Lobbies such as the Indian community have played a constructive role in the integration of the Indian causes, Delhi’s goals and the pelf of the community with the larger American ethos and the attendant dream. It might be a different matter that both the presidential candidates attacked the lack of transparency of the lobby system in the United States. The 116th Governor of South Carolina, Nikki Haley, since 2011, has served South Carolina and she is the youngest Governor in any of the American States. The President-elect, Donald Trump, has declared Nikky’s appointment as the US Ambassador to the United Nations. With the dates for the Syrian attrition coming nearer in line with the Vienna plan of October-November, 2015, the role of the American envoy to the UN assumes significance. The ascent of Nikki Haley reflects the notion symbolically that how far the Indian community has risen in the power structure and the systemic matrix of the land of milk and honey. She initially worked in a waste management and recycling company. Her family business is a multi-million dollar corporate interest. Her political agenda since her days in the Lexington County has been largely anti-tax and fiscally conservative, with, an emphasis on education reforms in an age of uncertainty defined by terror modules and the past radicalisation efforts in a stereotypical American county. As part of her agenda on immigration, she is a firm believer like Donald Trump, on the essentiality of the function and a loyal execution of immigration laws.
She is known for having signed an Arizona style Immigration Bill in 2011 styling her state’s immigration policy on the lines of the Arizona Senate Bill 1070, which, at the time of passage in 2010, was the strictest legislative provision against the illegal immigration practice in the United States. The Arizona law controversially legalised lawful detention, “stop and arrest” by the law enforcers if the men in blue feared the presence of illegality in the neighbourhood. This issue of the illegality of the Trump campaign on immigration was hyped by the American mainstream media. The Trump-ship finally succeeded with the American electorate despite the connivance of the public opinion builders against the intransigence of a venom spewing Trump as described by the liberal portals. Thus, the elevation of Nikki Haley declares the arrival of the Indian community as a vibrant, hardworking, dexterous and an influential lot, in the doughty American homeland. Just like candidate Trump, Nikki Haley was never at war. Donald Trump lived true to the ethos of the Indian community and emphatically declared on CBS in October that “We are the best of friends for India”. Sopan Deb reported in CBS News, “Women in glittering saris roamed the space, as faint smells of samosas filled the air. Signs such as “Trump for Hindu Americans” and “Trump Good for India” lay on the seats in the New Jersey Convention Centre and Expo in Edison – a town that is home to one of the largest Indian populations in the state.” The familiar Trump soundtrack of rolling Stone and Luciano Pavarotii’s version of “Nossum Dorma” were prudently replaced with Indian music whenever the candidate addressed the Republican Hindu Coalition. These occasions were not merely confetti and stripes occasions, but, displayed a shift in the inclination of the larger Indian community. Though Washington Post reported that most in the Indian community did not support the President-elect, other reports have pointed out that the Ivanka and Trump family factors helped the campaign trail. The insignia of the blue and red “Om” atop a sitting picture of the President-elect in a “Yoga dhaynam” seems to be the real time depiction of how Indians enmeshed with the Republican bandwagon with apparent rewards coming their way.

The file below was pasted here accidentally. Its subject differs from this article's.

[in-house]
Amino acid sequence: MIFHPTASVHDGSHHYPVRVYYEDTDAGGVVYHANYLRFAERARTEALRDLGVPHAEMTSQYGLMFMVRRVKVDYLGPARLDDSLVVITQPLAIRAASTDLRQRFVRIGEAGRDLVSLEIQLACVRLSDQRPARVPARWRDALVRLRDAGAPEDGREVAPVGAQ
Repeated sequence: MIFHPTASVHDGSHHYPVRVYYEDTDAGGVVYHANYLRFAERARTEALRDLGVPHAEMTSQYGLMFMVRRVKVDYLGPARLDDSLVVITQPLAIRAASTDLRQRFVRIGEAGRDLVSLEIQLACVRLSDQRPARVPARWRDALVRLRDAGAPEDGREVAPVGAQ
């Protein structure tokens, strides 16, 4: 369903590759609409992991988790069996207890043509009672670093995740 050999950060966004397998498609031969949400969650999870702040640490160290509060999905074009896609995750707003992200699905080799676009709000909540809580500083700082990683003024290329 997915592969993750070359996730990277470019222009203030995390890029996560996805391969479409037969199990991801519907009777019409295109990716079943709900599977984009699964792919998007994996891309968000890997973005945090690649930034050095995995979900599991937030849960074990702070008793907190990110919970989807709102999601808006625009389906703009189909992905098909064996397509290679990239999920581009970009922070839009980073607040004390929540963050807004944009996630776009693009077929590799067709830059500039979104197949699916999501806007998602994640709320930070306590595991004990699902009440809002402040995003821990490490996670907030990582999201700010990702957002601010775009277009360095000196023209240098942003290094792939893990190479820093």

(The writer is Faculty, International Relations and International
Organisations, IIPA)

Recommended For You

About the Author: Editorjknews

Facebook